We hope you know Jennifer Aniston? Are you thinking of Smartwater, Rachel from “Friends,” and the phrase “we were on a break?” She’s that pretty Hollywood actress from “Friends,” “Horrible Bosses,” and ex-lover of Brad Pitt. Well, if you do know her, then a neuron in your brain just snapped in response to her name. As it turns out, research says you probably have a Jennifer Aniston neuron.
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The Grandmother Cell
In the 1960s, biologist Jerry Lettvin proposed the existence of a brain cell that was triggered in response to certain stimuli, say, when you hear your granny. Nearly half a century, these brain cells were dubbed “grandmother cells,” and were thought of as a complete fiction and was often used in the classroom just to ridicule the whole idea. But in 2005 (incidentally, just a year after “Friends” was released), a team of epilepsy researchers discovered what was the evidence of what Lettvin was advocating, after all.
The researchers were trying to find the region of the brain where epileptic seizures occur, but suddenly found a strange pattern in one of their participants. Whenever she saw a picture of Jennifer Aniston, a particular neuron fired in her brain. They even showed her the words “Jennifer Aniston,” and that neuron fired. They tried evoking Jennifer Aniston in several ways, and every time, that neuron fired. This eventually became inescapable: This individual had a special neuron that was linked with the concept of “Jennifer Aniston.”
Other participants showed signs of similar traits, but with different personalities. In one participant, they found a particular neuron linked with Bill Clinton, and in another, they found one for Halle Berry. Even if the actual individual was unrecognizable in the image, for instance, Bill Clinton dressed in a Ghanaian cloth, the participant’s brain reacted as if they’d recognized him — as long as they knew the person they were looking for.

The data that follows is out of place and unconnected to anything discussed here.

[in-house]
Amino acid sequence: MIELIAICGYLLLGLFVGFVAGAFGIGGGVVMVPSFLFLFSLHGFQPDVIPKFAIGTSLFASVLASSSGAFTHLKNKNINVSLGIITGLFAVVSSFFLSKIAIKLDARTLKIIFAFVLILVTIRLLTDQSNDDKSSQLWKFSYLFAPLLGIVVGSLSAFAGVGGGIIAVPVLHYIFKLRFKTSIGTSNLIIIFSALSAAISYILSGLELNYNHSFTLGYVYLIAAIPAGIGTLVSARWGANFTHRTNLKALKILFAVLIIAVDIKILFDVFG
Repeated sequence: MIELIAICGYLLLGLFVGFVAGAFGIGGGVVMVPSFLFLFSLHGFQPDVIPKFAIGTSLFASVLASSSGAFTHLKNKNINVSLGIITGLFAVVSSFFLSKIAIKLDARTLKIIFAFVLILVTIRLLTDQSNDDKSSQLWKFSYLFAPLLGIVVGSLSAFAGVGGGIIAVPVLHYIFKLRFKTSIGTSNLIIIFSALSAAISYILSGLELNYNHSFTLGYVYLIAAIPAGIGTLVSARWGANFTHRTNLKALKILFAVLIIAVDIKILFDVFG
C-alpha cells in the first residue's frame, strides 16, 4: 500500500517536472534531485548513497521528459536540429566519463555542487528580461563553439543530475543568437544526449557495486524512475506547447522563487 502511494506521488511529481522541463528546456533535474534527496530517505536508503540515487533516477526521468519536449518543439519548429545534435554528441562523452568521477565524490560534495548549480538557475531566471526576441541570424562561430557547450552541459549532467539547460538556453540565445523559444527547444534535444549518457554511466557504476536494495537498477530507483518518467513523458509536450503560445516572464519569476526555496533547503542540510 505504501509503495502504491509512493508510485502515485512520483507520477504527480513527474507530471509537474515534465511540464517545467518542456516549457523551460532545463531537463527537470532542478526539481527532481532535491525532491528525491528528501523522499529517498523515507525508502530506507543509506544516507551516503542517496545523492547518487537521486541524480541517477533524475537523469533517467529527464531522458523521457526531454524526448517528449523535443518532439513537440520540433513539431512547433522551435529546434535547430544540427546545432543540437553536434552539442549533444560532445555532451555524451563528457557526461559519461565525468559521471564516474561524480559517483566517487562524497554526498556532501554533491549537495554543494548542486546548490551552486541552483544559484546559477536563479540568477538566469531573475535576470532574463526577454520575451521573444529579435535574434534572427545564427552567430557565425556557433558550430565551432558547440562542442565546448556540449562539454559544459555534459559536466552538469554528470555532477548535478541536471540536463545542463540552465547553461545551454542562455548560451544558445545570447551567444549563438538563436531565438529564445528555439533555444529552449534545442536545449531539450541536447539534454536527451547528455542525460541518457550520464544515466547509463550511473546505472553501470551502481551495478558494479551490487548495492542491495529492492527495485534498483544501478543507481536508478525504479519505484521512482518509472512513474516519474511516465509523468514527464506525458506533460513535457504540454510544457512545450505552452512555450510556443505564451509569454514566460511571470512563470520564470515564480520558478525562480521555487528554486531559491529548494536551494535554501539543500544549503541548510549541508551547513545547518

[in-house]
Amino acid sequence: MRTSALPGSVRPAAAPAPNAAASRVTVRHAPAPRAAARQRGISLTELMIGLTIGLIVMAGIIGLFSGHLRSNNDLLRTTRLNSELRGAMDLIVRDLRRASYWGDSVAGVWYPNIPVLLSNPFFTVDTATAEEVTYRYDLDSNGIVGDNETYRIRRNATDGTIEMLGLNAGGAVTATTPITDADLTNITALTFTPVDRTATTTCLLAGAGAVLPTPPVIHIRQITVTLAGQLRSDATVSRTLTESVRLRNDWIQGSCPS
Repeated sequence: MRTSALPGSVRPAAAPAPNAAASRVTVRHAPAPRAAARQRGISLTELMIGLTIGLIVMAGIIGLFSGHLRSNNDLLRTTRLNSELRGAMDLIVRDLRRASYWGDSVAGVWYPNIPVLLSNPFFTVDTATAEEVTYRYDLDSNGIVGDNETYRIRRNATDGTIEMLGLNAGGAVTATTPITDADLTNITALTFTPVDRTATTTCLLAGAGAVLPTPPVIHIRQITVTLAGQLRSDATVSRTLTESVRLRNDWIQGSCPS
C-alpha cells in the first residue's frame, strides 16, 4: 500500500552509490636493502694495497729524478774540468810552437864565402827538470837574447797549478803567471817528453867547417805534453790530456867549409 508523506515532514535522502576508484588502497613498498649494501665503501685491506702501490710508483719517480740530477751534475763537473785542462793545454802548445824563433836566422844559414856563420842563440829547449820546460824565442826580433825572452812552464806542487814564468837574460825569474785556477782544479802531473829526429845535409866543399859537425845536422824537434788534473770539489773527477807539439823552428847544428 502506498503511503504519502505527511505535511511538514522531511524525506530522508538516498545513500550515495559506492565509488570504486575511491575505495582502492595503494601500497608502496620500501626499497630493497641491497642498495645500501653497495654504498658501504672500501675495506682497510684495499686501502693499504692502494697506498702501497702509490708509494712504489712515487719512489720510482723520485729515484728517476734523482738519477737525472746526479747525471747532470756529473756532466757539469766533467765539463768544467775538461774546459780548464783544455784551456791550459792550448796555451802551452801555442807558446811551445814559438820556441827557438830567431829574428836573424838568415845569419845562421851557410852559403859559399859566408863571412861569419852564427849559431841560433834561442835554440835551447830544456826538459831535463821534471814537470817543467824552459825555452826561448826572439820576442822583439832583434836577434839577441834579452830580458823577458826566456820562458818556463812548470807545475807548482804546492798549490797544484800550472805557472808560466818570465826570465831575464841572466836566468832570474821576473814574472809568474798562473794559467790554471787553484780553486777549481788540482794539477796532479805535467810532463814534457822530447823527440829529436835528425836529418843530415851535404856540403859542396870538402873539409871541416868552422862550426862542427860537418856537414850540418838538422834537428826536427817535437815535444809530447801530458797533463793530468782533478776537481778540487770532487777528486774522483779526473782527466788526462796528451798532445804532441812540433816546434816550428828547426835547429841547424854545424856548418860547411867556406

More Than Celebrity Faces
Least we forget, we’re not suggesting that we are all born and prewired with a particular neuron that fires for the first time when we see Jennifer Aniston. The researchers believe that the Jennifer Aniston neuron they discovered might probably fire for other concepts they simply didn’t test for. And there are probably many other neurons that fire in connection with that neuron whenever she saw Jennifer Aniston. As we learn to recognize people, places, and things, our neural network has stored all that data by adapting a particular pattern of activity — and what’s more, its surprisingly easy to manipulate that pattern.
This Is All A Neural Network
In fact, this Jennifer Aniston neuron thing isn’t exactly true, if you’re thinking as such. The researchers also notice that it sometimes fired for Lisa Kudrow as well. What that means is that, the neuron was making associations. Lisa Kudrow made her think of Phoebe from “Friends,” which made her think of Rachel from “Friends,” which made her think of Jennifer Aniston. So they finally had to test it with new associations to find out how difficult it was for the neuron to do so.
This didn’t take that long. The researchers showed the woman several images of Jennifer Aniston at the Eiffel Tower, and eventually, a picture of the Eiffel Tower alone. This was enough to make that neuron fire again. The catch? Our brain making associations between two concepts is the underlying reasons why we have memories. You might even have a “Factionary” neuron, too.
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Written by: Nana Kwadwo, Mon, Aug 19, 2019.